Seko Logistics notes clients “pivoting” between sea and air capacity

By Rachelle Harry

Seko Logistics has said many of its manufacturer clients are “pivoting” between seafreight to airfreight and “leveraging air capacity as an option when they can”.

The logistics provider said growth in cross-border e-commerce is increasingly pushing manufacturers to use airfreight, as seafreight capacity struggles to cope with pressure.

The company also noted that some of its clients are investing in future airfreight capacity based on their estimated sales.

Brian Bourke (pictured), chief growth officer at Seko, explained: “[Manufacturers] want to be the company that has that commodity or product or skill in inventory, ready to ship domestically in their home market. A lot of these manufacturers have deals with retailers that include shelf space. If they are not able to fulfill those initial points of sale, they lose that shelf space and so it’s really about them pivoting and investing in future sales at this point to make sure.”

Bourke said that to serve its customers, Seko is using a mix of air cargo capacity from “freighter conversions, freighters aircraft from traditional passenger airlines, as well as passenger capacity that exists on international routes”.

He added: “We are we working and actually running our own charters. The answer [to our customers] is yes to everything.”

Bourke noted that the return of passenger services — and bellyhold capacity — is one of the “most efficient and easiest” ways that it is able to offer airfreight capacity to its customers.

“We will work with our airline partners, the charter brokers and cargo airlines, and a combination of all those to find the capacity that’s needed to meet demand.”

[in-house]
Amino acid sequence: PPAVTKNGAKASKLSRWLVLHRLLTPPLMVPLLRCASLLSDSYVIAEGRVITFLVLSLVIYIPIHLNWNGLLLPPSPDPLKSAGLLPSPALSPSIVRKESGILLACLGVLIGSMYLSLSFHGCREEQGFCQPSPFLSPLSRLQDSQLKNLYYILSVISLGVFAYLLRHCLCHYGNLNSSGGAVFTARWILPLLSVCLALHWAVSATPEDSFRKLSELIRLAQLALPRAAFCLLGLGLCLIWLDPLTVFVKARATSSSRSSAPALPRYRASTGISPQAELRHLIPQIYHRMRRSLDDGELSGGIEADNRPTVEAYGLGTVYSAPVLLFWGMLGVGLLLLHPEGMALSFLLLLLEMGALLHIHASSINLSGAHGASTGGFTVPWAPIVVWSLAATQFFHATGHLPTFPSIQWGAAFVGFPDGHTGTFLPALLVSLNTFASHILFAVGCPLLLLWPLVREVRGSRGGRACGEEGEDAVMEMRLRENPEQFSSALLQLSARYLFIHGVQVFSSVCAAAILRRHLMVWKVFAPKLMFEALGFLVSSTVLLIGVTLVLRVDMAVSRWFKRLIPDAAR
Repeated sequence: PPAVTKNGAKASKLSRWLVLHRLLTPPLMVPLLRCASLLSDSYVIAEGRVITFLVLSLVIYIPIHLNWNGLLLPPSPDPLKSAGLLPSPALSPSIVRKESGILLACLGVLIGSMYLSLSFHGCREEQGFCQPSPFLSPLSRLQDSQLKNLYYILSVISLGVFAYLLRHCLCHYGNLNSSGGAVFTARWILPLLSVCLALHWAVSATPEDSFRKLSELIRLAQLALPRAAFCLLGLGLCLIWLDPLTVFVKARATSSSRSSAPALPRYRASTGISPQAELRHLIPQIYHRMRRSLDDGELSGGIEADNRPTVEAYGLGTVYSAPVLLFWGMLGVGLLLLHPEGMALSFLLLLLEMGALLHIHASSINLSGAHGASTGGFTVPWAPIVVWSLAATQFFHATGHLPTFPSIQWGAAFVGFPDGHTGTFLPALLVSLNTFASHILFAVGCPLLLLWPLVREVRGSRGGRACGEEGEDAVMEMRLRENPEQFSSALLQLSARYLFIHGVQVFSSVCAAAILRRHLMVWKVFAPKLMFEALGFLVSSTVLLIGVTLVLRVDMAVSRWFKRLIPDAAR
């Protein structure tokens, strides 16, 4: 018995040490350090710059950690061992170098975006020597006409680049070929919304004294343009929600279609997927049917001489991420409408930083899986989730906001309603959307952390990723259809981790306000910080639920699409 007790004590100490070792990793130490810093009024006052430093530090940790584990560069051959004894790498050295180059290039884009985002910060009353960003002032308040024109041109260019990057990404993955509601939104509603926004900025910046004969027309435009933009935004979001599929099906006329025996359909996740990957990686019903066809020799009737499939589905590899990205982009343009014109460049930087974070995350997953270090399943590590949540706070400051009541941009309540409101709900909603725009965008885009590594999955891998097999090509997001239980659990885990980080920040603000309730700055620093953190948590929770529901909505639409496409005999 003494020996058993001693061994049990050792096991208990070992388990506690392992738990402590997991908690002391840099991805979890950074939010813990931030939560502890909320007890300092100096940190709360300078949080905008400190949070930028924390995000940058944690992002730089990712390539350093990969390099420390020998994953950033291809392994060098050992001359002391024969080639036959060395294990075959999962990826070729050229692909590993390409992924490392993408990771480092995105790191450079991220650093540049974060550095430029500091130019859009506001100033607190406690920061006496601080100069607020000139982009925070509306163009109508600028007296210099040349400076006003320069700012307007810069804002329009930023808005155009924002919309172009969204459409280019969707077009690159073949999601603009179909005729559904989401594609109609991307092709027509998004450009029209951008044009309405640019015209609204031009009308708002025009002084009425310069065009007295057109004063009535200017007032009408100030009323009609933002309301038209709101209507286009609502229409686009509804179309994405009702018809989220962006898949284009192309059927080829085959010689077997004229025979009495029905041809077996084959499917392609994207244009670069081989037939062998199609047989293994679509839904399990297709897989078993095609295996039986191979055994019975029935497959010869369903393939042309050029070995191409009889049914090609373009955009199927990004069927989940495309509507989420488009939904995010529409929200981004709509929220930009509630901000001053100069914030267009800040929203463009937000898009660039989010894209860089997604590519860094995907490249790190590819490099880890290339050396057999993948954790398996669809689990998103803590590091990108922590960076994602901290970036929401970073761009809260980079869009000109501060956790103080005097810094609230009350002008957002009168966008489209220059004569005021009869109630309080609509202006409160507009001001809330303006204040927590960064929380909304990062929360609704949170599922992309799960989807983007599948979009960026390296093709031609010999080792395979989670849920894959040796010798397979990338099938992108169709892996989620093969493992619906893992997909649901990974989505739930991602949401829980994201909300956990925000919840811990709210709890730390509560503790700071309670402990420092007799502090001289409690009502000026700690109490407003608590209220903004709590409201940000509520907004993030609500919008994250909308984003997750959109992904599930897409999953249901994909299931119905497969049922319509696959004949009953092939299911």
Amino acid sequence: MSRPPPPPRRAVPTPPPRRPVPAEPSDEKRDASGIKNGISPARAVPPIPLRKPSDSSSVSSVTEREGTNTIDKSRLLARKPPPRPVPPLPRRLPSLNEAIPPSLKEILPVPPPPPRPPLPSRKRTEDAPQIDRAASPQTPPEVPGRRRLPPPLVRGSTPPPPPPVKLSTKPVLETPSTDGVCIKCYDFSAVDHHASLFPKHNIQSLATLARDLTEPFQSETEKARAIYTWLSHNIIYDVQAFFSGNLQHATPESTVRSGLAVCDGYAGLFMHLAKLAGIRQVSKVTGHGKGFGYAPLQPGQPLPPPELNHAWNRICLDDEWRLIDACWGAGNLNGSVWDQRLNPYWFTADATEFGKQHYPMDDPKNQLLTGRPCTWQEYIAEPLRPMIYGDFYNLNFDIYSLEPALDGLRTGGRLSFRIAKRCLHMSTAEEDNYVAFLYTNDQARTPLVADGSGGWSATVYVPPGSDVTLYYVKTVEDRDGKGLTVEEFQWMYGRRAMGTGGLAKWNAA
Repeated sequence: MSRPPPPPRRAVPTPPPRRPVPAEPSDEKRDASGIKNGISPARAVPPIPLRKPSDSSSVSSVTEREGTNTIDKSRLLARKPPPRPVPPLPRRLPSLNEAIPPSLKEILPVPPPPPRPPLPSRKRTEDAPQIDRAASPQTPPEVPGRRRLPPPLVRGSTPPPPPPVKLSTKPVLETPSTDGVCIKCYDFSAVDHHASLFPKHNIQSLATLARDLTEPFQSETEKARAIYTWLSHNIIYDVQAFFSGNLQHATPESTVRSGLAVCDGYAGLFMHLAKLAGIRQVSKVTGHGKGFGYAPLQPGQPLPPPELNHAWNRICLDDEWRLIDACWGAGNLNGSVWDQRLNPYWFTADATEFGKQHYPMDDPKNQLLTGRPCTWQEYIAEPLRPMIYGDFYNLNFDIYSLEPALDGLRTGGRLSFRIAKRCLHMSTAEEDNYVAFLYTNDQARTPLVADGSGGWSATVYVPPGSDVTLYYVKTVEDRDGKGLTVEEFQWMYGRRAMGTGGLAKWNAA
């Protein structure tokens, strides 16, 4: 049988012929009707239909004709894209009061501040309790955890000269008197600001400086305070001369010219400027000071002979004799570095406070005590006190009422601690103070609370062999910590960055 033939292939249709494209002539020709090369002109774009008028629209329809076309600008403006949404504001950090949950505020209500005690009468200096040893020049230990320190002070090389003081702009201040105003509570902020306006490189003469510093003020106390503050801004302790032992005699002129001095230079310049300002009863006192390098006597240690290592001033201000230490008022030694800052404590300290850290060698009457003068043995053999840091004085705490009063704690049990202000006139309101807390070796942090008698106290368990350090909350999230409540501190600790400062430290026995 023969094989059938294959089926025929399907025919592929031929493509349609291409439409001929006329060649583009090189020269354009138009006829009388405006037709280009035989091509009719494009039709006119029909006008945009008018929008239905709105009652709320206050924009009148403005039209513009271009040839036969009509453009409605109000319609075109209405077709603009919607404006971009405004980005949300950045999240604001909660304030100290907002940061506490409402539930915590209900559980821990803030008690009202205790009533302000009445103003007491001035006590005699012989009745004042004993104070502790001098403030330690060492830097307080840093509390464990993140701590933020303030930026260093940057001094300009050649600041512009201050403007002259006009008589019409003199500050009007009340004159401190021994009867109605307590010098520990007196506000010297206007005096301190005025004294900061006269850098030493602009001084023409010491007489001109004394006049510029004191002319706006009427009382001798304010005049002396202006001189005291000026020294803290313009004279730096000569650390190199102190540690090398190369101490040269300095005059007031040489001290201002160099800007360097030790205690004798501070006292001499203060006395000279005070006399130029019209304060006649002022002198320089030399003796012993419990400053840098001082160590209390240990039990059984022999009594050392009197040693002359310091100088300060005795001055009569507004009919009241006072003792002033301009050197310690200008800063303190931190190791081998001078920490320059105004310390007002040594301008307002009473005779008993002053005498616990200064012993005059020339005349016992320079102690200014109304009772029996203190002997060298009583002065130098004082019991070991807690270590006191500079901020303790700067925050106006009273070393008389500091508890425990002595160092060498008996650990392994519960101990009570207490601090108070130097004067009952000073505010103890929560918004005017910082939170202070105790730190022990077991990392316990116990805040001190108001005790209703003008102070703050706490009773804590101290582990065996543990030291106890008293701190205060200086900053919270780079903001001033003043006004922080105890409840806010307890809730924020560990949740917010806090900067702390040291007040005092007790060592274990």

However, on some routes — such as US-Europe — it is more challenging to secure available capacity. 

In these cases, Bourke said: “We will create capacity if we have to and that’s just the nature of where we are as a market. But our preference will always be to offer passenger capacity.”

Seko also noted that India’s current coronavirus crisis has negatively impacted available bellyhold capacity in the Indian subcontinent area.

Chaminda Gunasekera, senior director-airfreight / e-commerce / network development at Seko Logistics, said: “When it comes to the subcontinent, there’s a huge connection with Middle East, because of professionals working in the Middle East. They travel between the subcontinent and the Middle East and when it comes to cargo, it’s mainly driven by passenger aircraft.

“So that’s one of the challenges that the Indian subcontinent had recently where India had been hit by challenges in terms of Covid.”

He continued: “We have to give the credit to some of the Middle Eastern carriers like Emirates and Qatar Airways — and even Turkish — because they have been maintaining certain flights [to and from] the Indian subcontinent.”

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